I’m in the kitchen with a woman who personifies motherhood to me. We’re standing before a low, double-doored freezer in the middle of the room. As we open and close the doors, getting things out for a dinner party, my friend accidentally bumps the head of a dark-haired boy between ten and twelve standing between us. He starts to cry. I think she should kiss his head where she bumped him. But I realize she knows how to handle this, so I say to the boy, “She has children of her own.” He looks up and stares deeply into my eyes and says, “Yes, but does she have a stallion?”
Like the woman in my dream, I grew up believing relationships with my husband and children would fulfill me. So I gave up my passion for horses. Perhaps my friend’s passion for her family was enough. Maybe she never heard the compelling call of the Self. But the little boy whose eyes pierced my soul is my own inner boy and he knew that once I was horse crazy. That I was the kind of woman who needed more than relationships: I needed my stallion, too.
One might assume that because passion is such a powerful emotion it must be associated with the active masculine principle. But this is not so. The word passion comes from the Latin passio, which means suffering, or being acted upon. Thus it is associated with the passive feminine principle. (I’m not talking about men and women, but the feminine principle in all of us.) When one has a passion, one is acted upon—e.g. the passion of Jesus Christ—by a calling from or to some unknown power that cannot be ignored without endangering one’s very soul. Moreover, passion is an emotion, and emotion is associated with the dark, feminine, dangerous animal side of our natures, as distinguished from reason and light, which are associated with the masculine.
“I say, follow your bliss and don’t be afraid…If you follow your bliss, doors will open for you that wouldn’t have opened for anyone else.”― Joseph Campbell
I knew what bliss was. I felt it every time I was around horses. Obviously I had a passion for them. What I didn’t know was that a spiritual passion was also stirring. When I heard the call of the Self at a Billy Graham crusade at 17, I tasted a new kind of bliss, and I believed it could best be served by sacrificing myself in service to others. So from then on I used religious beliefs and ideals to fortify the wall I’d been building to separate me from my shadow side.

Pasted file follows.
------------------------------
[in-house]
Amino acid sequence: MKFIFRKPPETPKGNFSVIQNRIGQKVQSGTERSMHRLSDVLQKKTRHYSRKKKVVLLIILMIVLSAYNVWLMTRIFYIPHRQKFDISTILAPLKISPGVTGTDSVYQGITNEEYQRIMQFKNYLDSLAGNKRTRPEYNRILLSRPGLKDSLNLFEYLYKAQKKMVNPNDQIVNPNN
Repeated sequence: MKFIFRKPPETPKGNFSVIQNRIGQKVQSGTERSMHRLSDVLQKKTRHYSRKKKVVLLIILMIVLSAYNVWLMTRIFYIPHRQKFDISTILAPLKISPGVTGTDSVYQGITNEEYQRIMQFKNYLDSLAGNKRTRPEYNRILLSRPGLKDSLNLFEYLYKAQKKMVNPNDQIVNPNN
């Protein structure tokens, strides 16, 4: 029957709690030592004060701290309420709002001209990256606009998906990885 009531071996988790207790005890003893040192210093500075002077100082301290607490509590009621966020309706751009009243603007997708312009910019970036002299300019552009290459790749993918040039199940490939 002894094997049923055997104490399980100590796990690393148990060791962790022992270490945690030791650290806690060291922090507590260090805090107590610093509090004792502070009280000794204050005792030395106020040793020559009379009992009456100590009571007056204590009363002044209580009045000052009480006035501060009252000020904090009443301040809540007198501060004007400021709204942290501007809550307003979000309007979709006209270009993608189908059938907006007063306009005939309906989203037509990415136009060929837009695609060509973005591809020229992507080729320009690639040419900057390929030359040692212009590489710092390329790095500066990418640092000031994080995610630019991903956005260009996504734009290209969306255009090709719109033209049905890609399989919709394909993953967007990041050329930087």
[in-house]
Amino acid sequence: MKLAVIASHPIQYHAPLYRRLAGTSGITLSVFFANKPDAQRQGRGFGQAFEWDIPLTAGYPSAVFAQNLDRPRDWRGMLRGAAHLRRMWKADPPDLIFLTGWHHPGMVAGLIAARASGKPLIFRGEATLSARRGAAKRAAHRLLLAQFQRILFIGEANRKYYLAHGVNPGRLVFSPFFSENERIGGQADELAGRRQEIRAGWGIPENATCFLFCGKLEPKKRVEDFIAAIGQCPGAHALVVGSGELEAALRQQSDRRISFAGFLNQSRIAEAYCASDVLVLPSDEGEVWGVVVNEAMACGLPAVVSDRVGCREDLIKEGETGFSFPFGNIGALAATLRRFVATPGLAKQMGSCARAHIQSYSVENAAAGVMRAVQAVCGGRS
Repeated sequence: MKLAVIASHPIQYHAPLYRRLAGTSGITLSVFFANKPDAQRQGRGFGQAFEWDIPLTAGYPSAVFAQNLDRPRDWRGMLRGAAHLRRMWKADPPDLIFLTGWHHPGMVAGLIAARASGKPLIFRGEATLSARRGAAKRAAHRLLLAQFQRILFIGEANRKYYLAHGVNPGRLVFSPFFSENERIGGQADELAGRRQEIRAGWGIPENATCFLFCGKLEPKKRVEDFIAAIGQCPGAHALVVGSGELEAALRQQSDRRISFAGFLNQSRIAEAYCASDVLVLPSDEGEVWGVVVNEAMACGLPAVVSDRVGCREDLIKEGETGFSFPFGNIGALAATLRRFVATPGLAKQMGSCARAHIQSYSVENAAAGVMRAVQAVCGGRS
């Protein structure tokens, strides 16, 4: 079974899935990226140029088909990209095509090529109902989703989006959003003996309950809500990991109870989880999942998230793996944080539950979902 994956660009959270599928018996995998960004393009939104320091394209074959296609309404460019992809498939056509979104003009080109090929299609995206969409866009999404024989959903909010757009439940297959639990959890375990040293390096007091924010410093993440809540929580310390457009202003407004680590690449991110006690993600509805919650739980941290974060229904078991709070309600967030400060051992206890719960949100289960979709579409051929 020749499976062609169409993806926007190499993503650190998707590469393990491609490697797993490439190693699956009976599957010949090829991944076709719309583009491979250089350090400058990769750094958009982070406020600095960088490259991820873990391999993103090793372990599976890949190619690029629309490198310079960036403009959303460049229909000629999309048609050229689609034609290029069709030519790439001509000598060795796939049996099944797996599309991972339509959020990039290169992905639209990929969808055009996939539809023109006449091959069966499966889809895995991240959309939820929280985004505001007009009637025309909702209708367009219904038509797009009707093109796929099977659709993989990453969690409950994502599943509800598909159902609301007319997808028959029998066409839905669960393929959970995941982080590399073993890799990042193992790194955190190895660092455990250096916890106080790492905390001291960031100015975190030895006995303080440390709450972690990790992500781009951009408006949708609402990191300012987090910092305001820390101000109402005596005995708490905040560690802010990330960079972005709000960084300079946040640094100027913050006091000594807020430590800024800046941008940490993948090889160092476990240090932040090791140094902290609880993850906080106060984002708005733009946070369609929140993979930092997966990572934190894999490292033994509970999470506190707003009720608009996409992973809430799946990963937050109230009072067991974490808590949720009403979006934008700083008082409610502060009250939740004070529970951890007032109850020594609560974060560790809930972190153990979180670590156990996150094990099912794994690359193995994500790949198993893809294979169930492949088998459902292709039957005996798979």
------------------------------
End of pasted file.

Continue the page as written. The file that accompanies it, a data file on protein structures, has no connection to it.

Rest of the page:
By 37 my wall was developing cracks. Despite my stoic self-discipline I could no longer ignore the dangerous new feelings and uncomfortable questions stirring behind it. Something was wrong. One night, torn by an agonizing inner conflict, I prayed the most authentic, heartfelt prayer I had ever prayed: Help me.Please, please teach me to love.
Thus began a ‘Dark Night of the Soul’ spiritual crisis. For the next nine years I consciously and painfully tolerated the tension between the life I had chosen and the life of joy I hoped was waiting for me. All that while I managed to ‘hold my horses,’ i.e. avoid rash actions that might betray my soul or hurt someone else. Was this love? I didn’t know.
This vigilant waiting, this alchemical tending of the fire, of keeping the passions in the crucible of my soul at a simmer…this was magical. Despite my mental suffering, I knew it even then. What I was doing felt important, right somehow. Sure enough. Beneath my conscious awareness, powerful transformations were occurring. Old dysfunctional attitudes and habits were dissolving. Tenuous new insights and connections were coalescing. My wall was crumbling to ash.
“Find a place inside where there’s joy, and the joy will burn out the pain.”― Joseph Campbell
At 57 I fulfilled my childhood passion and bought a horse to train. Honey’s Shadow Dancer was neither black nor white like the horses I loved in my youth, but gray, the color that results from blending these opposites. Shadow symbolized my choice to stop living in an either/or way and start embracing and living my truths. At 2 and 1/2 years old, he was ripe for training. So was I. It was time to get out of my head and into my body and the physical world, and I knew he’d teach me how to do that.
I had learned I didn’t have to choose between Heaven and Earth, Spirit and Soul, others and self, head and heart, mind and body, safety and passion, meaning and duty, or masculine and feminine. I could find a middle way that integrated all the opposites: with consciousness.
And what about my prayer for love? Did that work? I’ll tell you next time.
The Wilbur Award is given by the Religion Communicators Council for excellence in communicating religious faith and values in the public arena and for encouraging understanding among faith groups on a national level.